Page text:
Gluten Intolerant? How are Your Zinc Levels?

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This article has been updated–Please check out newer research and info in article here: “Celiac Disease and Nutrient Deficiencies: How are Your Zinc Levels?”
People with celiac disease or gluten intolerance have been found to have malabsorption. This is especially true for zinc, which is absorbed throughout the small intestine. Protein (including gluten) increases zinc absorption and zinc is found in wheat and rye (see below for what else zinc is in). Most Americans are already deficient in zinc. While many of us consume less than 10 mg per day, we actually need between 12 and 15mg.
Read on for how you can tell if you are  zinc deficient and why it matters…
Zinc Deficiency Symptoms

When I was going through clinical herbalism school, the rhyme we learned to remember the benefits of zinc was, “If you can’t think and you stink, you might need zinc!” But even more than that, you may be deficient in zinc if you have one of more of these symptoms: low energy, nervousness, depression, impaired taste and smell, skin rashes and disorders (including acne, eczema, and psoriasis), problems adjusting to bright light/sun, white spots in fingernails, thinning hair/ baldness (may also be hypothyroidism), slow wound healing, frequent infection, male infertility, and anemia. Severe deficiency results in immune disorders including shrinkage of the thymus gland, deficient thymic hormone, low white blood cell count, and worsening of diarrhea, if present.Why Zinc is Important

Zinc is essential for the activity of approximately 100 enzymes and is especially critical for functioning of the brain, liver, pancreas, kidneys, and bone and muscle development. Zinc supports a healthy immune system, is needed for wound healing, and is involved in energy metabolism, hemoglobin production, carbon dioxide transport, prostaglandin function, synthesis of collagen, protein synthesis, and vitamin A metabolism. Zinc is important for male fertility and supports normal growth and development during pregnancy, childhood, and adolescence. If you think you might have problems absorbing zinc or are deficient in zinc, there is a simple and cheap zinc taste test that you can ask your nutritionist to provide to you (Phew! No blood test for this one!).Good Sources of Zinc:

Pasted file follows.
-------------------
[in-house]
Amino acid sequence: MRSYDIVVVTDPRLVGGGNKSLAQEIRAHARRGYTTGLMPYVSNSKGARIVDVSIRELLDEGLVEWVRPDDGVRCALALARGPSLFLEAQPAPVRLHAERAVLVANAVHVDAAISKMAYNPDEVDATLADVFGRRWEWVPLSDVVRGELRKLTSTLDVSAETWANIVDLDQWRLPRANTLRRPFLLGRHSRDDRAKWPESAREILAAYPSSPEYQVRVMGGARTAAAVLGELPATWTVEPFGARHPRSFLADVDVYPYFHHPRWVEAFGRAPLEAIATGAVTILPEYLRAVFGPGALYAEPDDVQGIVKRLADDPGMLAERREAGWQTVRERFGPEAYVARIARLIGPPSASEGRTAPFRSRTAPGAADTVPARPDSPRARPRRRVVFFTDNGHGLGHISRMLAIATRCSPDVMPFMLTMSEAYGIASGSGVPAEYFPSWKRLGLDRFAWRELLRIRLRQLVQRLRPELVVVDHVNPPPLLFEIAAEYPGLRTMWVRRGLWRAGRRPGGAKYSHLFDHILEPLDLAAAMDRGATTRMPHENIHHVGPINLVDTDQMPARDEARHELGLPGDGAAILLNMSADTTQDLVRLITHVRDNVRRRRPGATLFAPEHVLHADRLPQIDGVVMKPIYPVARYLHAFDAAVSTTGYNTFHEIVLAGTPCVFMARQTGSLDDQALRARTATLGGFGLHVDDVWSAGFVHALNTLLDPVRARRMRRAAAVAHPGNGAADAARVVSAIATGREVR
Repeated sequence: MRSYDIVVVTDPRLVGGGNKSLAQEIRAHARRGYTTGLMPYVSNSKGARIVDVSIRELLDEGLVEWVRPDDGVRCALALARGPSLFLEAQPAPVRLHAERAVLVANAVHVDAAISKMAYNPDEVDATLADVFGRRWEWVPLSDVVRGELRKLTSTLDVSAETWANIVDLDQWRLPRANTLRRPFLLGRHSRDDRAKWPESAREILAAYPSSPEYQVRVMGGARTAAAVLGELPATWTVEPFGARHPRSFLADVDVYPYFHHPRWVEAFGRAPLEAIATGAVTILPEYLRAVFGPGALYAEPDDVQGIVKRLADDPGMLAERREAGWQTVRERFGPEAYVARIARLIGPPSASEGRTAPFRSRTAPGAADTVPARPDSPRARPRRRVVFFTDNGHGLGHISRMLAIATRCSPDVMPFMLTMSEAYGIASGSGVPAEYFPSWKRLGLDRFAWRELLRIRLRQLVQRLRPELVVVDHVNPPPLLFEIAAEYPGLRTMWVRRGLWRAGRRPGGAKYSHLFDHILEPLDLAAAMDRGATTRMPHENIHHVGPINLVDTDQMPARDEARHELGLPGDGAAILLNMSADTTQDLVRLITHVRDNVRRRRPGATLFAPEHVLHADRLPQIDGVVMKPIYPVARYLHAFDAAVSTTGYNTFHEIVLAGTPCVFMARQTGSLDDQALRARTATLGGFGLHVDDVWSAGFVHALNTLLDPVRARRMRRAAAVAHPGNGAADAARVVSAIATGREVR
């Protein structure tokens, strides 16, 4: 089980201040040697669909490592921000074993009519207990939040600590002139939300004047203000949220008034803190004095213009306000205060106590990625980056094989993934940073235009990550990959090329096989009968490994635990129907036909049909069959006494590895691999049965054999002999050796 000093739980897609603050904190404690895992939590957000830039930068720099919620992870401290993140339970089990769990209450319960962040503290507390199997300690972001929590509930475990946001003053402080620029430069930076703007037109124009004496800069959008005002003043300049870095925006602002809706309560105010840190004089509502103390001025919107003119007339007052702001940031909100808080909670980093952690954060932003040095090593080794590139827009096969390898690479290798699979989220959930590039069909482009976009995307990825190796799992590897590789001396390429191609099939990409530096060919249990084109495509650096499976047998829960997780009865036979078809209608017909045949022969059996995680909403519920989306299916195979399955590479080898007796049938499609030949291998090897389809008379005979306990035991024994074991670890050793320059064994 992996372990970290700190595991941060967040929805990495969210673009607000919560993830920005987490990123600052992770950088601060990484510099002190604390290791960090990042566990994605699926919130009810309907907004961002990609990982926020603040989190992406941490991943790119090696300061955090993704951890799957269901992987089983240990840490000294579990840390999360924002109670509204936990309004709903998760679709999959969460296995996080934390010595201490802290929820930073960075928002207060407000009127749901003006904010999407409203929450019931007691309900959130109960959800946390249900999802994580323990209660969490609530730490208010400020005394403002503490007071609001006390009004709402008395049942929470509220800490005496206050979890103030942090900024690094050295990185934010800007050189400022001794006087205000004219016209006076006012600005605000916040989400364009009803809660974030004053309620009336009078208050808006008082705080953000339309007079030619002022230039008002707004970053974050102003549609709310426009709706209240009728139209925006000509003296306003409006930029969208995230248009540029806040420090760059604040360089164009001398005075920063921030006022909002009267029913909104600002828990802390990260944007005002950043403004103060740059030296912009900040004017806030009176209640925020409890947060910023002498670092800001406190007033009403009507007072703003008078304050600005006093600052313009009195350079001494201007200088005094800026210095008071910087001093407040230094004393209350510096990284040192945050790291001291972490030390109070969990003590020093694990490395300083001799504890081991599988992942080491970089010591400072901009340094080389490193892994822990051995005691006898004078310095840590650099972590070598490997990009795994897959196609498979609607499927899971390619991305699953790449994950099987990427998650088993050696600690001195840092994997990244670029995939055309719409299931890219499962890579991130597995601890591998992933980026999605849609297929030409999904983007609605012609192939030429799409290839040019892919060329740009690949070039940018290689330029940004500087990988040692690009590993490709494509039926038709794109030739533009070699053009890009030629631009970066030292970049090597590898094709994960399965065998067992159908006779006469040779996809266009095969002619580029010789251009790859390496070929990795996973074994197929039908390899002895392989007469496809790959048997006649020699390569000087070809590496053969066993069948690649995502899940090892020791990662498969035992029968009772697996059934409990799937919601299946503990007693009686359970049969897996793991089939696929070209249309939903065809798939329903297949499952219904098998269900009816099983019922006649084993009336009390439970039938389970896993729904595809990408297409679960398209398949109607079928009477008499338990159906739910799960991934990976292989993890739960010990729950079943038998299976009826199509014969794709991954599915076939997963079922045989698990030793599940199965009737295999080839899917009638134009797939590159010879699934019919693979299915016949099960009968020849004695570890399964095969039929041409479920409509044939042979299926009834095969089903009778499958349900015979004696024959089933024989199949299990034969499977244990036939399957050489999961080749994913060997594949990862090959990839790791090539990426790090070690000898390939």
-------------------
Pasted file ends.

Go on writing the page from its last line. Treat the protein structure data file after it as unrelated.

The highest source of zinc is in fresh oysters 148.7mg per 3.5oz and the next highest zinc abundant food is pumpkin seeds at 7.5mg per 3.5 oz. Zinc is smaller quantities is in most beans and nuts. If you are very low in zinc, don’t eat zinc containing foods, or have problems absorbing zinc, you may need to supplement with it to get your stores up. The zinc supplement I use for my clients is Zinc-Zyme, made by Terrain Zyme. It is exceptionally potent, containing Zinc Arginate which supports immune function and helps to protect against free radical damage and containing Zinc Glycinate for the greatest absorption capability (whereas, Zinc Picolinate is difficult to absorb). It contains a blend of digestive enzymes and bitters to improve absorption. And it contains copper to balance zinc (too much zinc depletes copper and too much copper depletes zinc).I don’t eat oysters, so I make sure to eat plenty of pumpkin seeds and beans to keep my zinc levels up. One of my favorite ways to get a lot of zinc is to make Pumpkin Seed Pesto. It is great as a spread, dip, and sauce. Besides being high in zinc, it is an excellent source of magnesium, vitamin E, and essential fatty acids. Raw pumpkin seeds (I toast them in this recipe) also support a healthy prostate.

I like it when you like it!

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